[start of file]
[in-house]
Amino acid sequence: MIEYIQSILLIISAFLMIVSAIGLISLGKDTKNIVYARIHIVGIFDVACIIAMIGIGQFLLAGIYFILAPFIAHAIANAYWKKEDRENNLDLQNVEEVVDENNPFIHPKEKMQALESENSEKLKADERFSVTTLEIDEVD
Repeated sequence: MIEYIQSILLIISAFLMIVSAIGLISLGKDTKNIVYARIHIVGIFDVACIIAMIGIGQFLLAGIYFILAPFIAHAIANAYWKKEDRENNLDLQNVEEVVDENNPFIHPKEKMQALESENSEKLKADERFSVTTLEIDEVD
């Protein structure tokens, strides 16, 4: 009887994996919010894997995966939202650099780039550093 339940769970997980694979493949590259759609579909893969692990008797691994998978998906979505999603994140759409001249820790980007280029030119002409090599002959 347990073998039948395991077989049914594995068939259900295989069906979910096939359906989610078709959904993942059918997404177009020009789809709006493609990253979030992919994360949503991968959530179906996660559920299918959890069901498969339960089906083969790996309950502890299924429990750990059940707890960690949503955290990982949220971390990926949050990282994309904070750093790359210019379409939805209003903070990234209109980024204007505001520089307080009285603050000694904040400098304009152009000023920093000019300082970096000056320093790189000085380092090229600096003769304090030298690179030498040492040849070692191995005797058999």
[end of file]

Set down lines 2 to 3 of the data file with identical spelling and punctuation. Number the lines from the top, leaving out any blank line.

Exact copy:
Amino acid sequence: MIEYIQSILLIISAFLMIVSAIGLISLGKDTKNIVYARIHIVGIFDVACIIAMIGIGQFLLAGIYFILAPFIAHAIANAYWKKEDRENNLDLQNVEEVVDENNPFIHPKEKMQALESENSEKLKADERFSVTTLEIDEVD
Repeated sequence: MIEYIQSILLIISAFLMIVSAIGLISLGKDTKNIVYARIHIVGIFDVACIIAMIGIGQFLLAGIYFILAPFIAHAIANAYWKKEDRENNLDLQNVEEVVDENNPFIHPKEKMQALESENSEKLKADERFSVTTLEIDEVD